Editor’s Note: This whiskey was provided to us as a review sample by Wilderness Trail Distillery. This in no way, per our editorial policies, influenced the final outcome of this review. It should also be noted that by clicking the buy link towards the bottom of this review our site receives a small referral payment which helps to support, but not influence, our editorial and other costs.
He did the mash
(The whiskey mash) It was a Kentucky smash
(He did the mash) It caught on in a flash
(He did the mash) He did the whiskey mash.
Or something like that… Wilderness Trail Distillery’s Single Barrel Kentucky Straight Bourbon Whiskey largely has me thinking about mash. Mash is also often referred to as distiller’s beer or, if you are in other countries, wort. It is a mix of grain and water left to ferment, and is the starting point for all whiskey.
Wilderness Trail Distillery, located in Danville, Kentucky, got started in 2006. Founded by Shane Baker and Pat Heist, Wilderness Trail starts with a sweet mash (more on that later). They have three stills in total: a “250-gallon hybrid pot still and 16-plate rectification columns, and 18-inch and 36-inch continuous column stills.” They age their spirits in 53-gallon barrels from Independent Stave Company that are toasted and given a #4 char.
Before getting into what sweet mash is, let’s touch base with what the majority of bourbon producers are doing. That, of course, is sour mash. This refers to the use of a previous batch of ferment to act as a base for the next batch, which can be taken from the leftovers in the still. According to this article on distiller.com, this process was historically used to avoid bacterial growth while improving consistency.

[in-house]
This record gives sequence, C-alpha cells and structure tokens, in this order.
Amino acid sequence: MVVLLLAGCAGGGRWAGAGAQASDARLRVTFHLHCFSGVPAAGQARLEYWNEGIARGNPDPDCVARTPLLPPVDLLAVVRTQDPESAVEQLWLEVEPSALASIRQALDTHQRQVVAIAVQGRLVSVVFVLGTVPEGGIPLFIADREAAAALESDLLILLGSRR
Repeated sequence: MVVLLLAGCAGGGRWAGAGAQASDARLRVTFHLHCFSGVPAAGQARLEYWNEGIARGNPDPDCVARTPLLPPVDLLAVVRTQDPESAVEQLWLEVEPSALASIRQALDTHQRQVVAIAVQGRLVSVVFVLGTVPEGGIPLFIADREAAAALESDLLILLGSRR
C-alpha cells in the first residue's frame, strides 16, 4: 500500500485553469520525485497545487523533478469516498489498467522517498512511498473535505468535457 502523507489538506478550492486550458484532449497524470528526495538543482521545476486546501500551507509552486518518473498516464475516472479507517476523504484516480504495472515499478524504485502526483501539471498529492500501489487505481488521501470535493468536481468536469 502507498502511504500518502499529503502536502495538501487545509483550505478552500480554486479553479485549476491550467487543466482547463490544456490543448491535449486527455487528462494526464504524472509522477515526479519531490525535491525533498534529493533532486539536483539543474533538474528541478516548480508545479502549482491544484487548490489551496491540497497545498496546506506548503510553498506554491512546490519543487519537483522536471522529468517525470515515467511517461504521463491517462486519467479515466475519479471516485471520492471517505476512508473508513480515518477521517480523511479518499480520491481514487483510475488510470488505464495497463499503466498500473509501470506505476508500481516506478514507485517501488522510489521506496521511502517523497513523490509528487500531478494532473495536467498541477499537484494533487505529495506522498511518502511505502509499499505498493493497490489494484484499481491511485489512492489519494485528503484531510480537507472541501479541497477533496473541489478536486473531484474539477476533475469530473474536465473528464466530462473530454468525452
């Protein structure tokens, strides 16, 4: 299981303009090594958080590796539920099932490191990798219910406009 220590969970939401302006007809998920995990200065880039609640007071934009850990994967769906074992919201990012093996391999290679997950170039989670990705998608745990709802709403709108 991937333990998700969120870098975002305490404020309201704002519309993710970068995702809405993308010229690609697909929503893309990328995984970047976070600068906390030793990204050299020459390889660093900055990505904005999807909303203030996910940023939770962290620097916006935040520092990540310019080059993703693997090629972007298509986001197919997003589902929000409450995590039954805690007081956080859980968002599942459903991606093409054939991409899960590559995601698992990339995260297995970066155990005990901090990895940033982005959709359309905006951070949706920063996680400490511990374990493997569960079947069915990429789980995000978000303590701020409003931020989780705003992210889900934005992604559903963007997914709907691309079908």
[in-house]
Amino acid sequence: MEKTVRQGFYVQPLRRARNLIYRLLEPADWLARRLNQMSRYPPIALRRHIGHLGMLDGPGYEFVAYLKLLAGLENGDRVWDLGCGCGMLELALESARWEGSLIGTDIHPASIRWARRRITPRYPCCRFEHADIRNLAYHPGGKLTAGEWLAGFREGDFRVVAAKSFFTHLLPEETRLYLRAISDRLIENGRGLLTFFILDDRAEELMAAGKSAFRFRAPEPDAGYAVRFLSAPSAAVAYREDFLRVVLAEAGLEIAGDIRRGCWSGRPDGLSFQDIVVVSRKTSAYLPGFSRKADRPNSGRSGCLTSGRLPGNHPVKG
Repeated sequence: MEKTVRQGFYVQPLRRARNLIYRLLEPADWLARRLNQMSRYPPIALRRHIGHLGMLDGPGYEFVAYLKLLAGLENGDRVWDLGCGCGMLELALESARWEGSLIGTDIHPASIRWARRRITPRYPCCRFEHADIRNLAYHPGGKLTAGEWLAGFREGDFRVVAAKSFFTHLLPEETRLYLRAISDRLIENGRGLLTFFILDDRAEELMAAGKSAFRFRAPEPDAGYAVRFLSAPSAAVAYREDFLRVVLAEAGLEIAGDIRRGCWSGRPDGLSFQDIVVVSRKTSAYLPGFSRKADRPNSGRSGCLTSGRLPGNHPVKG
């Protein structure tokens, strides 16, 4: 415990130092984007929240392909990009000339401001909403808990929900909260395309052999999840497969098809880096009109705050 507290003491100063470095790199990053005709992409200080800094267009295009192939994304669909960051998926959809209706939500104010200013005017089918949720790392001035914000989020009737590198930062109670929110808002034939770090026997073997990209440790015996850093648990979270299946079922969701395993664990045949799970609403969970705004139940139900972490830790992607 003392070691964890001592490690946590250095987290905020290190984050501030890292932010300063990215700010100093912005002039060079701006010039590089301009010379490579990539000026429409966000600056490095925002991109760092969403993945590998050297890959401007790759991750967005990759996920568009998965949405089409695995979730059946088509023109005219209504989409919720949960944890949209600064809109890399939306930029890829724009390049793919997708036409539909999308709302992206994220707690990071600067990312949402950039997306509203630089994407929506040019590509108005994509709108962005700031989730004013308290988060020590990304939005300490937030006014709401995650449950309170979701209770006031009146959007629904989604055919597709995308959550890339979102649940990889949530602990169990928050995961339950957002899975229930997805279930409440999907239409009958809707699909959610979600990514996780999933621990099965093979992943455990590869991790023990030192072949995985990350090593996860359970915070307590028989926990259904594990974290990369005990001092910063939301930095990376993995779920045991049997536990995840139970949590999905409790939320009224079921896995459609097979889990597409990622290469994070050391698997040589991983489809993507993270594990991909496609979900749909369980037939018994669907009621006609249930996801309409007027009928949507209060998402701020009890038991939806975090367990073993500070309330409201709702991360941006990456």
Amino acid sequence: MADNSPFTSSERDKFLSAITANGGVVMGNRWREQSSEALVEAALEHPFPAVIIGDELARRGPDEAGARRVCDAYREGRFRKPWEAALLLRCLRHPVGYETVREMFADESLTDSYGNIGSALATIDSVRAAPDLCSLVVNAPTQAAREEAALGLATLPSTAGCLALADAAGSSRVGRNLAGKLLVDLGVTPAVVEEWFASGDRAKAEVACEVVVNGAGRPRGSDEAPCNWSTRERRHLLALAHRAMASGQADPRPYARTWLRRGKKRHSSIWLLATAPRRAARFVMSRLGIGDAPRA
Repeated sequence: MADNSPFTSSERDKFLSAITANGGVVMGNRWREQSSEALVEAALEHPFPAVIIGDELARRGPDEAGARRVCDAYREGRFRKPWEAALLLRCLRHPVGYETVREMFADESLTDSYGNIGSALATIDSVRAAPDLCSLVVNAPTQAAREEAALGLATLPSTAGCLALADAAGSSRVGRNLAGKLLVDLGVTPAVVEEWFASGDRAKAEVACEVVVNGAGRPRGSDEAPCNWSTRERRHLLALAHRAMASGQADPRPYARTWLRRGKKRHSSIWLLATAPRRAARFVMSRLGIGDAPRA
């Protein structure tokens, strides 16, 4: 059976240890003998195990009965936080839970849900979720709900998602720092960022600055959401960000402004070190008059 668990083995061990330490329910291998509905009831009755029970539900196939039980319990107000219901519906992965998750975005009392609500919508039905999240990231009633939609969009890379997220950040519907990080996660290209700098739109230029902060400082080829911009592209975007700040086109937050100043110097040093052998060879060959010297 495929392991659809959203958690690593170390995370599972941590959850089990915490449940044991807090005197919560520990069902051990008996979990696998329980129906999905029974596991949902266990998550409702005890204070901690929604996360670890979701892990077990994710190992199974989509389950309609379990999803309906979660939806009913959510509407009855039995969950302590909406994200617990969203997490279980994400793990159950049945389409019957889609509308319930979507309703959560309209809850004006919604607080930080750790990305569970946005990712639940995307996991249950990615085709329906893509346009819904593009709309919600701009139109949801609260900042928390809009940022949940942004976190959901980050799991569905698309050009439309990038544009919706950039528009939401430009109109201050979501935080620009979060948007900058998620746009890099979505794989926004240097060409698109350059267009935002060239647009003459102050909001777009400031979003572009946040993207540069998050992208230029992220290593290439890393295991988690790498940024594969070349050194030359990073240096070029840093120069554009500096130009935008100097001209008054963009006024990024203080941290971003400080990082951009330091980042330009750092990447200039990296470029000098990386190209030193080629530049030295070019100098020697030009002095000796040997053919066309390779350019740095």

Sweet mash, on the other hand, has a distiller starting fresh each batch. Sweet mash produces a cleaner distiller’s beer which allows for distilling to a lower ABV and a lower point of barrel entry.
In the same distiller article above, Jerod Smith is quoted talking about Wilderness Trail Distillery’s use of sweet mash. While it requires a higher level of cleanliness and attention to detail for consistency, it also allows them to do “their best possible job.” He also notes that it helps to set them apart in the whiskey market, but that sweet mash wouldn’t matter if they weren’t making a good product.
And I can confirm, this is a good product. Both neat and in a cocktail. I made one of my favorite bourbon drinks with it, a Gold Rush. This is a simple drink made with bourbon, honey, and lemon juice. The Wilderness Trail Distillery’s Single Barrel Kentucky Straight Bourbon Whiskey turned this drink into a fall drink with a lovely apple cider twist to it. As for how it is neat? Read below for my notes.
Vital Stats: Barreled at 55% ABV and bottled at 50% ABV. Bottled in bond. Single barrel, barrel number 17B02A. Mash bill of 64% corn, 24% wheat, 12% malted barley.
Appearance: Amber in color with a little bit of straw yellow where it thins out. This has very slow long legs.
Nose: The smell is both of ripe fresh banana and caramelized banana. Little hint of vanilla and spices including black pepper, cinnamon, and nutmeg.
Palate: This bourbon is certainly something to sit with. It’s got a little heat up front to remind you of its alcohol content, but never gets overwhelming. I get flavors of brown sugar, butter, and bread up front. This transitions to a rich mid note that tastes of alcohol, in a good way. There is just a hint of banana flavor that is more in line with that banana flavored candy than what was on the nose.
This all finishes with a dry long finish of toasted oak, vanilla, and a bit of black pepper spice. The addition of water to this upped the sweetness and spice but made a lot of the individual flavors disappear. For me this is much more interesting out of the bottle than when diluted.